Then there are a variety of CD releases. The standard double CD uses the same Mr. Brainwash image as the LP set, but there is a slightly different (more anemic) variation also.
And the 12″ picture disc and CD singles hare the same artwork:
A couple of other records turned up when I searched http://www.discogs.com for other cover art by Mr. Brainwash and I fell for one that I thought probably was by him–Travis Barker‘s “Give the Drummer Some“:
Travis Barker’s “Give the Drummer Some” LP cover front.
Travis Barker’s “Give the Drummer Some” LP cover rear.
Unfortunately, this cover is NOT by Mr. Brainwash but is by Pushead (aka Brian Schroeder, who, according to Wikipedia, is a graphic designer and record label owner.) More of his designs may be seen here. Skulls seem to be his speciality!
It seems I’ve been writing a lot about “Sgt. Pepper’s Lonely Hearts Club Band” since it’s 50th anniversary on June 1st. In March, I heard about the projected release of an upgraded version of the stereo version of the album together with a variety of previously unreleased alternative takes of the songs (including “Strawberry Fields Forever” and “Penny Lane“, which had not been included on the final album) on double vinyl, double CD and a four CD, Blu-ray and DVD box set which included a 144-page LP-sized book, and 2 posters as well as a reproduction of the original cutout from the LP.
I decided that I already had the original LP (actually TWO copies) and didn’t think I needed to shell out £30 for the double LP or over £100 for the box set as I am not particularly interested in hearing alternate takes. And I felt I didn’t need to listen to a third re-mastering of the original, though I listened to the new stereo version on Spotify and definitely heard a new, clearer mix. My main interest in “Sgt. Pepper” extends to the cover design.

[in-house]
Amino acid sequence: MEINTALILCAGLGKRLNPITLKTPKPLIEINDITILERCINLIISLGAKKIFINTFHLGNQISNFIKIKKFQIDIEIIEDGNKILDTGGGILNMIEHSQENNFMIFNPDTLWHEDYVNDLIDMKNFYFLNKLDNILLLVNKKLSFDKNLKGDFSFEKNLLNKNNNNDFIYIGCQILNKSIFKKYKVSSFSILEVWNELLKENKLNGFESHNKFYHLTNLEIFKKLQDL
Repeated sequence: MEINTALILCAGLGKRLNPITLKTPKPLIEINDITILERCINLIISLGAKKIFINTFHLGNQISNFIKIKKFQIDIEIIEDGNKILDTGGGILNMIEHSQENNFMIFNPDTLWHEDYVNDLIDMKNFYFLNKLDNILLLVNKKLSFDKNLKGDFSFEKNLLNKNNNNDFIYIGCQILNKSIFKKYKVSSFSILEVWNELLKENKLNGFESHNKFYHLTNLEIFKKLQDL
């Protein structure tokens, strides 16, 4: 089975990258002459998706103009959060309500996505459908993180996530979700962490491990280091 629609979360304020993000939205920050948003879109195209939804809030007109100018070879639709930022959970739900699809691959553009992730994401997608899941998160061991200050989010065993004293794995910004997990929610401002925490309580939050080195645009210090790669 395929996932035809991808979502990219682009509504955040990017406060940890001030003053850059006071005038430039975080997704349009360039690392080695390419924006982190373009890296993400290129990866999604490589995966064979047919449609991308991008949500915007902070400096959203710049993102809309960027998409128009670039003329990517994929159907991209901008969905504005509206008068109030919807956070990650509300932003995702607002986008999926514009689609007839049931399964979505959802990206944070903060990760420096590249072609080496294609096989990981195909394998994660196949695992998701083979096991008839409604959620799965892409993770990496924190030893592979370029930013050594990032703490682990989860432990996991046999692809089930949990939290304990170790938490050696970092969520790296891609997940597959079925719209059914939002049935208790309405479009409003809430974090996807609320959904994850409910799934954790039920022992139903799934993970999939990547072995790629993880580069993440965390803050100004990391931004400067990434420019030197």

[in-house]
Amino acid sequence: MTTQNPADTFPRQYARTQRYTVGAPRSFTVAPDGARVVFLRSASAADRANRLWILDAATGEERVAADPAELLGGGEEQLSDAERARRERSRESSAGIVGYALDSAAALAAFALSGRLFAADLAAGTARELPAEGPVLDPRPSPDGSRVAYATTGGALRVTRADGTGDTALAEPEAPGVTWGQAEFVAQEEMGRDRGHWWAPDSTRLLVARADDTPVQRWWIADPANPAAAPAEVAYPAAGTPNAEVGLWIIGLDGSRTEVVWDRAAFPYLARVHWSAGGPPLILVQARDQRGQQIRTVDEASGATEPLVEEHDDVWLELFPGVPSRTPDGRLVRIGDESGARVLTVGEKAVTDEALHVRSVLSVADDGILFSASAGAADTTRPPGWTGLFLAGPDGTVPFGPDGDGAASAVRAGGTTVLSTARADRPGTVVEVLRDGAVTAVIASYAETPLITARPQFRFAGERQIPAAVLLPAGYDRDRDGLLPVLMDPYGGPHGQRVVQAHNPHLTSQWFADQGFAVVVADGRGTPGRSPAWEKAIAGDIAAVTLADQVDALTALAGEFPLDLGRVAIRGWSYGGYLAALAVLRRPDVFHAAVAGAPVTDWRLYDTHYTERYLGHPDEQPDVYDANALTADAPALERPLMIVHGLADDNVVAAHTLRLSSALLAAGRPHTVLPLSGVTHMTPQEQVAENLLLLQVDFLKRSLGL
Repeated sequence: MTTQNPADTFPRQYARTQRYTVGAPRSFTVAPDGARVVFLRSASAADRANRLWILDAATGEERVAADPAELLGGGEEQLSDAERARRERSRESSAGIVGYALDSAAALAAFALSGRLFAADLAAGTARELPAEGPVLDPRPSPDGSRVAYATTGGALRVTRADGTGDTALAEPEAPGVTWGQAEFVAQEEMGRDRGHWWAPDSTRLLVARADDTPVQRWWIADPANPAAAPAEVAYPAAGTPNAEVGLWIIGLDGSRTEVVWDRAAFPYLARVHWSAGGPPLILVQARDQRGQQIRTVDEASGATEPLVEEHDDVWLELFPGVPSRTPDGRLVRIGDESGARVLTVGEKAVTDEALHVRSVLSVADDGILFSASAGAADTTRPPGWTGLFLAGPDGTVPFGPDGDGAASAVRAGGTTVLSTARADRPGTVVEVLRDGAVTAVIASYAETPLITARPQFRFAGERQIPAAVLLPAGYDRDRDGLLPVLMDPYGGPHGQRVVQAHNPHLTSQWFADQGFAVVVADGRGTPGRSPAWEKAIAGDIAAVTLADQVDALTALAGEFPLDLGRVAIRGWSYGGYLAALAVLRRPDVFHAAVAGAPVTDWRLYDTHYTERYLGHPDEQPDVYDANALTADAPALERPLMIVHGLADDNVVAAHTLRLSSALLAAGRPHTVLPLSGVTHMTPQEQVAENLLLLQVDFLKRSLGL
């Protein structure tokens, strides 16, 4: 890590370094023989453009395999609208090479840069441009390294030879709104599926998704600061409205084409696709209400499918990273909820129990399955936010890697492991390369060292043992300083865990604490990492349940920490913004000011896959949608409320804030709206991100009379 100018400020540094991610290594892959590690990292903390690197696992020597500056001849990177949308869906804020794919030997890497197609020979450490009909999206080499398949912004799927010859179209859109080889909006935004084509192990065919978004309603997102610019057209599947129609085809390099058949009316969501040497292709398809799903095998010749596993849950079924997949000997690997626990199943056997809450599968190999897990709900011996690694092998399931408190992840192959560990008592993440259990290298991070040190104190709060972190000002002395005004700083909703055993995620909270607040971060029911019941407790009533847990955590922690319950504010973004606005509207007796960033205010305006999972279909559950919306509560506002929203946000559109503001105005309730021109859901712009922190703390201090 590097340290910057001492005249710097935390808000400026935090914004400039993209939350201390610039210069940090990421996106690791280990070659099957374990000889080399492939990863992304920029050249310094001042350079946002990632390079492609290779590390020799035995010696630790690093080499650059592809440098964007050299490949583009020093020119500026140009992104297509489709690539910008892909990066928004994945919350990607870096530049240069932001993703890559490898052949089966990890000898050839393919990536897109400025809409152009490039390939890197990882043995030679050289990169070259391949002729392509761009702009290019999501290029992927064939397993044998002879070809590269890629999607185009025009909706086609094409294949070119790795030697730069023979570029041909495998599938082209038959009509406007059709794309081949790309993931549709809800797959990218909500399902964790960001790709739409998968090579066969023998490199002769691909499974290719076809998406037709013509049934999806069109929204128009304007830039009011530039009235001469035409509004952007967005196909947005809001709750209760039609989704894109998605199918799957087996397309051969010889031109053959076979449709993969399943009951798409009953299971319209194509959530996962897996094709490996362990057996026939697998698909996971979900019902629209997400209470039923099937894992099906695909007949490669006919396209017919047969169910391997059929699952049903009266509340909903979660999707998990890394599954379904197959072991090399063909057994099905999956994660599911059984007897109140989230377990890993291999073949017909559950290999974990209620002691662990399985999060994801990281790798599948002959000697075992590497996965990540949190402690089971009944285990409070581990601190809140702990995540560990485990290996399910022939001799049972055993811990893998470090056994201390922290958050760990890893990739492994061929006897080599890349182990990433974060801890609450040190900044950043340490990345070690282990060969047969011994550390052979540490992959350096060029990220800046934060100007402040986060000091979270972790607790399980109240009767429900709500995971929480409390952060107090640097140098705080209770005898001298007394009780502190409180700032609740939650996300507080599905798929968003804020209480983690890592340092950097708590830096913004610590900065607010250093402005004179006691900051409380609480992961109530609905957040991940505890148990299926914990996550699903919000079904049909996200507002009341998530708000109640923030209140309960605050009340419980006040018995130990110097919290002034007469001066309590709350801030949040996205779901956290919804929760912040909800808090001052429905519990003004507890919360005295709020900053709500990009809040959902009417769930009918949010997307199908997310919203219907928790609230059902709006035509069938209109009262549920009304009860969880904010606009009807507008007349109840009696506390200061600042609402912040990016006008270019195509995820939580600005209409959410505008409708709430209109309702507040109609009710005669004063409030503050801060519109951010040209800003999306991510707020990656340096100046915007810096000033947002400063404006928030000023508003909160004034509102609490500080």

But on a visit to my favourite record store I saw a copy of the box. What first caught my eye and made me take it off the shelf was the lenticular version of the cover image, which made it appear three dimensional. Now, that was a version of Peter Blake’s & Jann Haworth’s cover that I hadn’t seen before. Then, on opening the clamshell inner box I found what I thought was a copy of the LP–but the box clearly stated that it didn’t include the LP only 4 CDs, a Blu-ray and a DVD. There were three posters and the book which had a chapter devoted to the story of how the cover came about. Now, THAT did interest me. So I decided I’d try it and the offer of a 10% discount clinched the deal!